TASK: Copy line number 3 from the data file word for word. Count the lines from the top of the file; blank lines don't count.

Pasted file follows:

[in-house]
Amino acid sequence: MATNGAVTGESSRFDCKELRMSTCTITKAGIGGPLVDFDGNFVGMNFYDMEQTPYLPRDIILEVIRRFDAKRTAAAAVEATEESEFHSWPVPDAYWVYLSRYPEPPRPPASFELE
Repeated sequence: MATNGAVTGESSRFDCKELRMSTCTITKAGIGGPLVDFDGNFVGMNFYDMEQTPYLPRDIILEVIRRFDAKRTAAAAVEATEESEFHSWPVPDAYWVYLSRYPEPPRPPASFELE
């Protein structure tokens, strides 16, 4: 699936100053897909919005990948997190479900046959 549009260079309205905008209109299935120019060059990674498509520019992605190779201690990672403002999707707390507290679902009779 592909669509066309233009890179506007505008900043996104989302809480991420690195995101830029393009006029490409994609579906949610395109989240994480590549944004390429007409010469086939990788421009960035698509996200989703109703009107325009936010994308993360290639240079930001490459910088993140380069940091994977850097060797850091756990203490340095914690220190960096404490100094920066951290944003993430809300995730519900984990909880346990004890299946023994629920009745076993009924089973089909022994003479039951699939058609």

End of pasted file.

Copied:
Repeated sequence: MATNGAVTGESSRFDCKELRMSTCTITKAGIGGPLVDFDGNFVGMNFYDMEQTPYLPRDIILEVIRRFDAKRTAAAAVEATEESEFHSWPVPDAYWVYLSRYPEPPRPPASFELE